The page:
Last Updated on 23/02/2022 by Nidhi Khandelwal
Similarities have been discovered between the Dridex general-purpose malware and the Entropy ransomware strain, implying that the operators are continuing to rebrand their extortion operations under a different name.
Following two unconnected incidents targeting an undisclosed media organization and a regional government agency, the similarities were discovered. In all incidents, the attackers gained remote access to the target networks by infecting them with Cobalt Strike Beacons and Dridex before deploying Entropy.
Despite some similarities, the twin attacks differed greatly in terms of the initial access vector used to worm their way inside the networks, the length of time spent in each environment, and the malware utilized to initiate the final phase of the invasion.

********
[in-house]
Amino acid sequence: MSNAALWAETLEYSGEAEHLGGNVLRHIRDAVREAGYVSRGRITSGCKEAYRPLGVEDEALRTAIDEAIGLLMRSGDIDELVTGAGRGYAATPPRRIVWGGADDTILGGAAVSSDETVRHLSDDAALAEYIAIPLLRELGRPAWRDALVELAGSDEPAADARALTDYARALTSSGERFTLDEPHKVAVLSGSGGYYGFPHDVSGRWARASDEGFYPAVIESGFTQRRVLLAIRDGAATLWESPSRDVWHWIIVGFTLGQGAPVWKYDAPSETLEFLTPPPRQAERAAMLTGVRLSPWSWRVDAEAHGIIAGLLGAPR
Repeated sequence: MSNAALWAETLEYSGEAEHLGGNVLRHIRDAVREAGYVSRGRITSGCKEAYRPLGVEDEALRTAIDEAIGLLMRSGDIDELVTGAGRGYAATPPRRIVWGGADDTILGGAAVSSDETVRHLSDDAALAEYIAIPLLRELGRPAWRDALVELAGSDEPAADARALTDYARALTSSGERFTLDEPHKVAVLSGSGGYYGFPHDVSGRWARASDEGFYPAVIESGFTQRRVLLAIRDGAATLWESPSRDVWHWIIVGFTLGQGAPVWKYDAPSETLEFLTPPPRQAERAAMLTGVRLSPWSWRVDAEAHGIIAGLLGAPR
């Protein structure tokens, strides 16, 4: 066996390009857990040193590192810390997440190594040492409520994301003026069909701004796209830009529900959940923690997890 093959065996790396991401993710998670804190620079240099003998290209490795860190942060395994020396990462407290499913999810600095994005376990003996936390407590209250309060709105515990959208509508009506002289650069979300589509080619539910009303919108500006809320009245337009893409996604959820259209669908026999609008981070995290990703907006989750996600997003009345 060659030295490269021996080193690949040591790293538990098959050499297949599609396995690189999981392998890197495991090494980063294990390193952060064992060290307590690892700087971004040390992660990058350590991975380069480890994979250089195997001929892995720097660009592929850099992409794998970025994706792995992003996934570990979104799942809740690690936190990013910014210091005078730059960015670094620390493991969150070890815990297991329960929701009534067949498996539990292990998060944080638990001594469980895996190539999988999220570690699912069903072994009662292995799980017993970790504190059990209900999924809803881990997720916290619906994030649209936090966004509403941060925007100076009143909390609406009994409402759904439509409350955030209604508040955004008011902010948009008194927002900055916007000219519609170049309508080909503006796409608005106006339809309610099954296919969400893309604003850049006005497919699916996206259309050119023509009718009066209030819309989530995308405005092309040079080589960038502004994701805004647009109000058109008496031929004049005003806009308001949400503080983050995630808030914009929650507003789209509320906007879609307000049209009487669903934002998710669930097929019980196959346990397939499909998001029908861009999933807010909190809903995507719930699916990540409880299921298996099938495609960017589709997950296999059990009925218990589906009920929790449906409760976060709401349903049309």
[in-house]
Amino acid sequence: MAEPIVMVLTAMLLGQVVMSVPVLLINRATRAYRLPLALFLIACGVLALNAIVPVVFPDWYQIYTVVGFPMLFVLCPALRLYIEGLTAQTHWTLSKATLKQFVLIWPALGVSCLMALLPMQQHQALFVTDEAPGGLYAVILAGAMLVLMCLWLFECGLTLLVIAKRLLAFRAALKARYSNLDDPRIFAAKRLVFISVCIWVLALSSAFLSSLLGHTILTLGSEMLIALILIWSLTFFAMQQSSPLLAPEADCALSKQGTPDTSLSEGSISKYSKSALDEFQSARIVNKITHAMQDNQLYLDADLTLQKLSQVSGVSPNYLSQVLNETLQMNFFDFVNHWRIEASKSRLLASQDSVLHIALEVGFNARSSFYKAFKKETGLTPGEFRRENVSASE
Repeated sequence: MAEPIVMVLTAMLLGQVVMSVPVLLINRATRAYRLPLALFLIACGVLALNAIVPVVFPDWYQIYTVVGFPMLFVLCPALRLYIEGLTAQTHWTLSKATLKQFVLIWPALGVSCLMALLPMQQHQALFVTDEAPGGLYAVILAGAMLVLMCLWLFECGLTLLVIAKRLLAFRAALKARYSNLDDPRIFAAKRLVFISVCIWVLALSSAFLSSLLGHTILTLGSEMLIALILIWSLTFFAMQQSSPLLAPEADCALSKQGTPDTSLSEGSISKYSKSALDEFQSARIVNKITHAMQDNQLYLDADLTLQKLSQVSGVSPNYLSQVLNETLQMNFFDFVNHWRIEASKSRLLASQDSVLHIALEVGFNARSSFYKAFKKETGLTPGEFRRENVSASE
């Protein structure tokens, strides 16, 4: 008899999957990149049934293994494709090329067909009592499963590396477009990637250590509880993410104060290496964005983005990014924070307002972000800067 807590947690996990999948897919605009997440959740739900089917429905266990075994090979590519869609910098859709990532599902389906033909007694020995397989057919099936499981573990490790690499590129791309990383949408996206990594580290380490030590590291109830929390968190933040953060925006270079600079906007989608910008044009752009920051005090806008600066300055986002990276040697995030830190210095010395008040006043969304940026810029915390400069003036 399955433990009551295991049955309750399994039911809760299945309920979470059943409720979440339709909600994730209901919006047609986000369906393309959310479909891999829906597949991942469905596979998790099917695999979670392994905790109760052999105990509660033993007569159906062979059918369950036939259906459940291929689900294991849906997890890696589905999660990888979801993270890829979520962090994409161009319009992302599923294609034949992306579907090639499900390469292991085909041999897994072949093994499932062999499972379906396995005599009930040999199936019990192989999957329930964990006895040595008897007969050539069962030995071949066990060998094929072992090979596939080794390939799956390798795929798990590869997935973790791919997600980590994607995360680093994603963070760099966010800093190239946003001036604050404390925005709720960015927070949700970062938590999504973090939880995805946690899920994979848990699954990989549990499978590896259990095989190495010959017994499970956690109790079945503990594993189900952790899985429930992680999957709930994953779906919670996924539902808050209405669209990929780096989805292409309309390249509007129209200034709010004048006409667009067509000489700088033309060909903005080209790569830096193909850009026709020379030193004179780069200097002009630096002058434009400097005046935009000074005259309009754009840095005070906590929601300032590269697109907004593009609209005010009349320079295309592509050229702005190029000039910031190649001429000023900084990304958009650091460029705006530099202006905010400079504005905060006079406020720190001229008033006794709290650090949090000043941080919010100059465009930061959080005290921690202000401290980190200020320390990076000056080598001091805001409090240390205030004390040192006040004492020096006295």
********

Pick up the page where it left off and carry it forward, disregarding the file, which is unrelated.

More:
The attack on the media company employed the ProxyShell vulnerability to infect a vulnerable Exchange Server with a web shell, which was then used to deploy Cobalt Strike Beacons throughout the network. The attacker is alleged to have spent four months doing reconnaissance and data theft before launching the ransomware attack in early December 2021.
The second attack on the regional government agency was made possible via a malicious email attachment carrying the Dridex virus, which was used to distribute additional payloads for lateral movement.
Notably, prior to encrypting the files on the hacked machines, redundant exfiltration of sensitive data to more than one cloud storage provider – in the form of compressed RAR archives – occurred within 75 hours of the initial discovery of a suspicious login attempt on a single machine.